Speaking of Q, I was finally able to watch Q on Bold, a one-hour weekly televised version of the radio program. It’s not really a TV show, per se, but rather a filmed radio show — in other words, more like Don Imus on MSNBC than This American Life on Showtime. There’s a Q YouTube channel too, where you can get a similar videotaped view inside the radio studio.
Generally I’m not an advocate for CBC-style synergy — the drive to “unite the platforms” that see news stories from Compass running the next morning on Island Morning. And I’m not entirely convinced that running a radio show like Q on television is a useful exercise that adds anything to the experience.
That said, it is interesting to watch partially naked radio in action. Even though I’m no stranger to the radio studio, for example, I was surprised to see just how scripted everything that Jian Ghomeshi utters into the microphone is, from intros and extros to questions — when Jian takes a breath and casually mentions “so, you were born in Utica, what was that like,” it’s not casual conversation, it’s a scripted prompt. I suppose it’s a testament to his skills that he’s able to make it sound like he’s making everything up off the top of his head.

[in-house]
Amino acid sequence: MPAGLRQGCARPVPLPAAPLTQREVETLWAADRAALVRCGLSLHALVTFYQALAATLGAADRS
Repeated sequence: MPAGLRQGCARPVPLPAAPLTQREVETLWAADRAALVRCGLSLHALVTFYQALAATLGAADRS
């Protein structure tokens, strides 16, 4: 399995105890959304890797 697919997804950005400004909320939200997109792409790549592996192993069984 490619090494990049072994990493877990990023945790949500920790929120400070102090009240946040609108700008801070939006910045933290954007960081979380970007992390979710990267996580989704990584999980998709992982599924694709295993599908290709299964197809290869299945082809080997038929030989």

What would be really interesting is if they had cameras rolling from before the radio show started until after it finished, and added cameras to the control room — that would really give us an archaeological dig through the radio-making process, and while it might expose even more of the artifice, it might also demystify the process enough to make more people consider taking it on as an amateur practise. (Example)